his extremely ill-advised comments to the Observer this month, when he said Kelly's 5-year performance has been consistent with his expectations upon hiring Kelly. Unfortunately, that's very unlikely, given that Swarbrick made those comments on the heels of the Southern Cal catastrophe, whose historic dimensions haven't been fully vetted here.
The final margin of the USC game, 49-14, is tied for 13th on the list of most lopsided ND losses in history. But the 3rd quarter margin of 49-7 stands as the 6th biggest deficit ND ever has faced in a football game -- and the 2nd widest deficit ever in the 3rd quarter of any game. The only wider deficit that early in a game ended up as ND's worst-ever loss, 59-0 to Army in 1944, which was 46-0 after 3. (There were only halves, not quarters, for ND's losses to Wisconsin in 1900 (54-0) and 1904 (58-0), and ND trailed Army 35-0 after 3 in 1945 and Miami 37-7 after 3 in 1985.)
Kelly thus joined Gerry Faust as the only non-interim ND coaches in the last 110 years to face an in-game deficit of 42 points or more. Davie's worst was the 42-3 halftime deficit at MSU in 1998 (45-23 final), and Willingham's and Weis's worst were 38-0 losses at Michigan (Weis also lost 38-0 to USC).
And arguably, Kelly's loss to USC was the most embarrassing in ND history, given the mediocrity of the opponent. Even after that game, USC was ranked only 24th by AP (and the playoff committee). Since the advent of the AP poll in 1936, ND never has lost by 35+ points to a team that finished outside the top 20, and just once by that wide a margin to a team that finished outside the top 10. Army was No. 1 in 1944 and 1945; MSU was No. 2 in 1951 (beating ND 35-0); in 1956, ND lost to eventual No. 1 Oklahoma 40-0 and No. 3 Iowa 48-8; in 1985, Miami finished No. 9 (but was No. 2 before the bowls); in 2003, Michigan finished No. 6; and in 2007, USC ended No. 3 and Michigan No. 18.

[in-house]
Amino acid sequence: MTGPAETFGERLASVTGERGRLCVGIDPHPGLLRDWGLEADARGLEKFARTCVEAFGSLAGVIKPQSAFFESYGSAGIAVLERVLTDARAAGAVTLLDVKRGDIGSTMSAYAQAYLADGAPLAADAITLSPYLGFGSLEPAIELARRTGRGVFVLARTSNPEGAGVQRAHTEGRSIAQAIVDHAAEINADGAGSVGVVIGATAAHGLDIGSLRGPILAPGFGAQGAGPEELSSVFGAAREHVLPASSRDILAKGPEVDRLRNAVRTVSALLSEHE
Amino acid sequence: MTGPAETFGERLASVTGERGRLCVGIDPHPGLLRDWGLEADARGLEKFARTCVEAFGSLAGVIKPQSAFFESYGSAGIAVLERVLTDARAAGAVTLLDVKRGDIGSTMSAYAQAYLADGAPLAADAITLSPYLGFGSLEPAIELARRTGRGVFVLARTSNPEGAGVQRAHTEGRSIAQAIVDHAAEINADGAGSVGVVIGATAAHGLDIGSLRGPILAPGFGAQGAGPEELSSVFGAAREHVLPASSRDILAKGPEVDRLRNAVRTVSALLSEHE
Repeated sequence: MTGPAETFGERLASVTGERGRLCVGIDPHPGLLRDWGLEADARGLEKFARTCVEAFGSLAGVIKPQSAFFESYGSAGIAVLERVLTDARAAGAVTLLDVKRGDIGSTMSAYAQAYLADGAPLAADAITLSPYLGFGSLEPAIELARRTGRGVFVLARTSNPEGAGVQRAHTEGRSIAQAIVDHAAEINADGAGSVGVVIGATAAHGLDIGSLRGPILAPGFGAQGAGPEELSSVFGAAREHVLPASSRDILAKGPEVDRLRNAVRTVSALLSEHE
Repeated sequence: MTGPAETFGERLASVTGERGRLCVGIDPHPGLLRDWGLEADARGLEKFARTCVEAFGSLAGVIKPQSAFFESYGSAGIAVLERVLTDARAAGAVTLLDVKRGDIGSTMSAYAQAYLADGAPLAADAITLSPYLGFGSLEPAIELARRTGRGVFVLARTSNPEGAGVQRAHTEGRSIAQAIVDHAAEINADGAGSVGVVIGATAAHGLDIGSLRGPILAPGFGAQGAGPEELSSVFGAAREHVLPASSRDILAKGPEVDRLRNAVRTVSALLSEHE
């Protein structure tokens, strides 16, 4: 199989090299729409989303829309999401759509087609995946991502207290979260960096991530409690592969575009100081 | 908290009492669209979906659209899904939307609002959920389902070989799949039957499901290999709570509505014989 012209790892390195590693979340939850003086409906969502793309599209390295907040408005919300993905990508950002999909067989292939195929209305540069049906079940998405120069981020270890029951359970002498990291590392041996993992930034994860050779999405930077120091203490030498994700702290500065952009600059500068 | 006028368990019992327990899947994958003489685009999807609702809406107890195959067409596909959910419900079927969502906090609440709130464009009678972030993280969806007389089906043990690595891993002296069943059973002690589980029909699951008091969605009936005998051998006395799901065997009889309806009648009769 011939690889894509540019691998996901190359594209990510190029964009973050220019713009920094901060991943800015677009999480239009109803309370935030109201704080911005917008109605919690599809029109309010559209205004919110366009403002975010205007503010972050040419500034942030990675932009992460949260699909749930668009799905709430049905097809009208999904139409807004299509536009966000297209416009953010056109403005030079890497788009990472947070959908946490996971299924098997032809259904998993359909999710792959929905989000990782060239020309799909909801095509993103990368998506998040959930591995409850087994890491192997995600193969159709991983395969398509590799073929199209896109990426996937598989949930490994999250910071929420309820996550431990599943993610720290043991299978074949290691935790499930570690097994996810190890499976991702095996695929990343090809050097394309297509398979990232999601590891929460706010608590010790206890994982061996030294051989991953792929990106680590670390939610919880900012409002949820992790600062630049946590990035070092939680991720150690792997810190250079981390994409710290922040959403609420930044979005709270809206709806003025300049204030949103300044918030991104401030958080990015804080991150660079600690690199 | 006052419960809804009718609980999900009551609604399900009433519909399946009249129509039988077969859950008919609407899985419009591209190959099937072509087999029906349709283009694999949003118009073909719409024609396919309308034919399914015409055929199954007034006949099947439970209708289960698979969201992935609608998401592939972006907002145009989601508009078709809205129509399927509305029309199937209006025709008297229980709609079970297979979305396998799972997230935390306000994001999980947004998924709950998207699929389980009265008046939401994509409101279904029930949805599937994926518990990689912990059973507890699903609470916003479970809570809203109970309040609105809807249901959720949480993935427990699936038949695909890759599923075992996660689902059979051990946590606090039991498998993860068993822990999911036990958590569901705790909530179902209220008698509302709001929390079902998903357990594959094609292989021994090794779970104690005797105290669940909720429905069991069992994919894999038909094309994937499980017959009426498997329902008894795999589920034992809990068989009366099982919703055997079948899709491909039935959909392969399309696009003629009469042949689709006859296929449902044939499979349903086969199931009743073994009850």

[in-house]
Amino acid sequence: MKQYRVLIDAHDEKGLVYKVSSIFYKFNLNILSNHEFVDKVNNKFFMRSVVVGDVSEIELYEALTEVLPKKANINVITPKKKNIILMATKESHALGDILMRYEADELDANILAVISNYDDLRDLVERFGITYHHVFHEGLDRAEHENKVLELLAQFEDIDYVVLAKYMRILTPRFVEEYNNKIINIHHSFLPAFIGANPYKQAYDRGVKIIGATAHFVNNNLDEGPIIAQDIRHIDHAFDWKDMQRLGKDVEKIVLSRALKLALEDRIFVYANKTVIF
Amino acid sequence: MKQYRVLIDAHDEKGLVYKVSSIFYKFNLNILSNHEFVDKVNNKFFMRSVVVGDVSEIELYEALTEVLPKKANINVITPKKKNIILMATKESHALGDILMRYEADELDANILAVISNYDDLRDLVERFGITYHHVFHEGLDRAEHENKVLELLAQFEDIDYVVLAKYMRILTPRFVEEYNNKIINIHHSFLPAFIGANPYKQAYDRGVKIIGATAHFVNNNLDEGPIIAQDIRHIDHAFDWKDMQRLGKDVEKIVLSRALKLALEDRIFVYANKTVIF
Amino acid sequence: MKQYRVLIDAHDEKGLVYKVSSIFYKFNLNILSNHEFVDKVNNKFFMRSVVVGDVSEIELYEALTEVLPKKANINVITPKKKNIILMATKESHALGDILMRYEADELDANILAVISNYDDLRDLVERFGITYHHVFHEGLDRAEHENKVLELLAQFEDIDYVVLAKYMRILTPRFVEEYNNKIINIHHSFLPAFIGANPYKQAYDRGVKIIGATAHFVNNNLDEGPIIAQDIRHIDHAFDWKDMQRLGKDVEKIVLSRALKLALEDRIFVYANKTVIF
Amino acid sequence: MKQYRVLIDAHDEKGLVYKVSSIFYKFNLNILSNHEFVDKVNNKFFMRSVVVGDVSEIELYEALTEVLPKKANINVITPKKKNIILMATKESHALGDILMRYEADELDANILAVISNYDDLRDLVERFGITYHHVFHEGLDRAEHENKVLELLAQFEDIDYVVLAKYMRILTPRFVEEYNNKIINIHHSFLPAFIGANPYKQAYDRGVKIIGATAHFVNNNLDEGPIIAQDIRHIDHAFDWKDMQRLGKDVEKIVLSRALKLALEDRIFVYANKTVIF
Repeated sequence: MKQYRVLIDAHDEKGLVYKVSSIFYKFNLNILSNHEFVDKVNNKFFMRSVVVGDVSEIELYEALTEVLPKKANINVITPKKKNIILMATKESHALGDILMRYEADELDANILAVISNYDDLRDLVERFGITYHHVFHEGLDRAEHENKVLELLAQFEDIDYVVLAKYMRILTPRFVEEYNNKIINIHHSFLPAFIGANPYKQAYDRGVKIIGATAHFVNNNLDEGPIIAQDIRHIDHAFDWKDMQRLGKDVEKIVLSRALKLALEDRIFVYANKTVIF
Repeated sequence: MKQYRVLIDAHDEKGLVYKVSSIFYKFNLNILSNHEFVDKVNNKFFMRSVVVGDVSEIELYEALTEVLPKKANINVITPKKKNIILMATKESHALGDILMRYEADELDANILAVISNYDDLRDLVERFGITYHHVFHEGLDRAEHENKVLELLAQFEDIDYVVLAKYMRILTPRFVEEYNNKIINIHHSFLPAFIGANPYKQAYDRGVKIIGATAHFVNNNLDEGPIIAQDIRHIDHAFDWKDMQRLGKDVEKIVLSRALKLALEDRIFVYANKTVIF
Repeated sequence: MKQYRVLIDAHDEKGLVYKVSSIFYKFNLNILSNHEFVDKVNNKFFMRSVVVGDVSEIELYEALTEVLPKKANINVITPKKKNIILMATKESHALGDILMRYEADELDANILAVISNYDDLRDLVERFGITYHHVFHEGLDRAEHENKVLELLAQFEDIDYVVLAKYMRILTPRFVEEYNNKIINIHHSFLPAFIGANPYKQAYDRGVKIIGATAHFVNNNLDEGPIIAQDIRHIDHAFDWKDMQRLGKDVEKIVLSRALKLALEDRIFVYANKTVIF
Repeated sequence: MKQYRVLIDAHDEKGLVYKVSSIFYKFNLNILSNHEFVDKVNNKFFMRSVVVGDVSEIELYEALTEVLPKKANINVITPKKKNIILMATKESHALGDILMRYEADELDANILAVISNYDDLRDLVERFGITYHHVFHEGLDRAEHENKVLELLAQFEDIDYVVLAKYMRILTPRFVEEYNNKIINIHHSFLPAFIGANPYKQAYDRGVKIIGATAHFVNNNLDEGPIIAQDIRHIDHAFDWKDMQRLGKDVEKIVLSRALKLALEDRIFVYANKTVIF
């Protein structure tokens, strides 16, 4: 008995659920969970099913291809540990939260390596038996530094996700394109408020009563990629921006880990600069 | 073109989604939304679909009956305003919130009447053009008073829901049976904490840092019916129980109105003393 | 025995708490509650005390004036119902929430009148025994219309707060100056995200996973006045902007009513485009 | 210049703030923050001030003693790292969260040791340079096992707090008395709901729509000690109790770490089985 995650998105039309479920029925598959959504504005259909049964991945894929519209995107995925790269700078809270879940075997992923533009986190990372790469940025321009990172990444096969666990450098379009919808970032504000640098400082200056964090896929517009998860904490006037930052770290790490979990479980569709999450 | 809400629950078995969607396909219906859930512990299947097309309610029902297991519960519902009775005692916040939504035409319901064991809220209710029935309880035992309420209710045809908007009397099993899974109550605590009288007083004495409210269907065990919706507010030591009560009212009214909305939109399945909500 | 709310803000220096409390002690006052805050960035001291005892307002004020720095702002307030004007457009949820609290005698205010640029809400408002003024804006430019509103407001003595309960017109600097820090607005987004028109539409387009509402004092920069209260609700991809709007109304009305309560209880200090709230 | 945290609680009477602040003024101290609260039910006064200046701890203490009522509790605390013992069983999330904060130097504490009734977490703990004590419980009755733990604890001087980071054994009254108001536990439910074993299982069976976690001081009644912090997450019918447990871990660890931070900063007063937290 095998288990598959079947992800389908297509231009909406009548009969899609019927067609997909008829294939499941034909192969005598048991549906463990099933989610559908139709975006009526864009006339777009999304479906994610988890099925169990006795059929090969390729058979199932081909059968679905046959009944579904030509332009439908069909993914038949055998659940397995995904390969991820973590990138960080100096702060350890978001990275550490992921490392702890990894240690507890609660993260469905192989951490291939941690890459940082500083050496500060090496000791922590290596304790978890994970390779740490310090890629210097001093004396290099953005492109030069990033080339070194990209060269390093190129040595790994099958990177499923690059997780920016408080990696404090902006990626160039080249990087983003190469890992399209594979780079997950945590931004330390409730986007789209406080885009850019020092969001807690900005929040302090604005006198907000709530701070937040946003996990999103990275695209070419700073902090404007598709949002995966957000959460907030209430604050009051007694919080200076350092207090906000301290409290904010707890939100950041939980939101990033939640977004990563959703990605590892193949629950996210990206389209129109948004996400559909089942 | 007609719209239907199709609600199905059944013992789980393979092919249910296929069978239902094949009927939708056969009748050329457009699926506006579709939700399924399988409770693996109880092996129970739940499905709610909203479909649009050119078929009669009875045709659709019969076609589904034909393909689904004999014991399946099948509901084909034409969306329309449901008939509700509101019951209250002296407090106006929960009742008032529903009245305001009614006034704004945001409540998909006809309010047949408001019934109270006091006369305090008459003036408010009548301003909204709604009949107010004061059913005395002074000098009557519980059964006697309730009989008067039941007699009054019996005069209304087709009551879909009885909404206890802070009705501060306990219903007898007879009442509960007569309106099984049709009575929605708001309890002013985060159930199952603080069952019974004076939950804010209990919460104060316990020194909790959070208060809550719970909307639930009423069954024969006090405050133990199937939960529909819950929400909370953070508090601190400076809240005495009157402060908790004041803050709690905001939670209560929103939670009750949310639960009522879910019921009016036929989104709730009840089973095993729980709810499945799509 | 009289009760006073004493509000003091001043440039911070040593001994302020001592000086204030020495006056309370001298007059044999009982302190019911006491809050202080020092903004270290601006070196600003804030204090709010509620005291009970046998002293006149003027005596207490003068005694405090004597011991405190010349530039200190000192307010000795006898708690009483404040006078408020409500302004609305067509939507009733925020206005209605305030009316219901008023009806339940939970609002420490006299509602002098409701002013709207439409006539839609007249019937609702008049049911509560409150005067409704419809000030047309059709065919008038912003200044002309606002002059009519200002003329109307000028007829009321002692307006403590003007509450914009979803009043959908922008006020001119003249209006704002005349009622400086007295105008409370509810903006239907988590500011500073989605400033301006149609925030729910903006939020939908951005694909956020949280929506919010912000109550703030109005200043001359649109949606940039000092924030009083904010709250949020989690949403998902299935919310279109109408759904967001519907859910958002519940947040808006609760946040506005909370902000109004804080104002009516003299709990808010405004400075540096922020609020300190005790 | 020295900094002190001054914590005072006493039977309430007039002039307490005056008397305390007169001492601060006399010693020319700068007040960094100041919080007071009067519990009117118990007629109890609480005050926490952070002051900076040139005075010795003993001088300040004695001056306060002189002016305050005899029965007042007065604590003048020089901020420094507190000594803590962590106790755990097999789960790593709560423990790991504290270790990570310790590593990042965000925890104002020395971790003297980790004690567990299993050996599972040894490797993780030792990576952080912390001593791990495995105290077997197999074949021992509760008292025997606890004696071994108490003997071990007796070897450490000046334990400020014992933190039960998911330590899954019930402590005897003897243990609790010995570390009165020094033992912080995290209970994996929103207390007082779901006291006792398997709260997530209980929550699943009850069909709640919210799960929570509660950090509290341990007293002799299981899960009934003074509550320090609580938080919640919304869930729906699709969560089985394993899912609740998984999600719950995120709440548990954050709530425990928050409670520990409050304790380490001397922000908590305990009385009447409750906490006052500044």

As jt would say, "Ara had blowouts too, SOND." But only one Parseghian loss was remotely comparable to Kelly's USC debacle -- the 40-6 loss to Nebraska in the 1973 Orange Bowl, which was 40-0 in the 3rd quarter. But that Nebraska team entered the bowl 9th and finished 4th, after having won the previous 2 National Championships. USC 2014 was the worst team in at least 110 years to beat ND by 5+ TDs.
The USC embarrassment wouldn't be as depressing if Kelly had a better record to offset it. Instead, this is the 5-year record that has met Swarbrick's stated expectations:
* a .688 winning percentage (.071 below Devine's 5-year WP, which is the lowest among NC-winning ND coaches)
* 16-10 (.615) in his last 26 games, after going 16-10 in his first 26 and 12-0 in-between
* 4 out of 5 seasons with 4+ losses and a WP below .700 (no NC-winning ND coach ever had more than 2 such seasons in his first 5)
* 3 out of 5 seasons with 5 losses and a WP below .620 (no NC-winning ND coach ever had more than 1 such season in his first 5)
* 1 out of 5 seasons ranked in the final AP top 20 (no NC-winning ND coach ever had fewer than 3 such seasons in his first 5)
* a 6-13 record against all teams ranked in the final AP top 25
* a 2-6 record versus teams ranked in the final AP top 10
Kelly won't be able to improve on any of those stats even with a win over LSU, which is currently No. 22 in AP but will surely fall from the rankings with a loss to ND. An ND loss, on the other hand, would drop Kelly's overall WP to .677 and his record since January 2013 to 16-11 (.593) -- worse than his 16-10 start, and right in the neighborhood of the ND careers of Davie, Willingham and Weis. It also would drop his career Division I record to 96-43 (.691) after 11 seasons, with only 2 of those 11 seasons featuring fewer than 3 losses.
Will Swarbrick continue to say Kelly meets his expectations after a bowl loss? If so, then we must seriously question Swarbrick's fitness for his own job.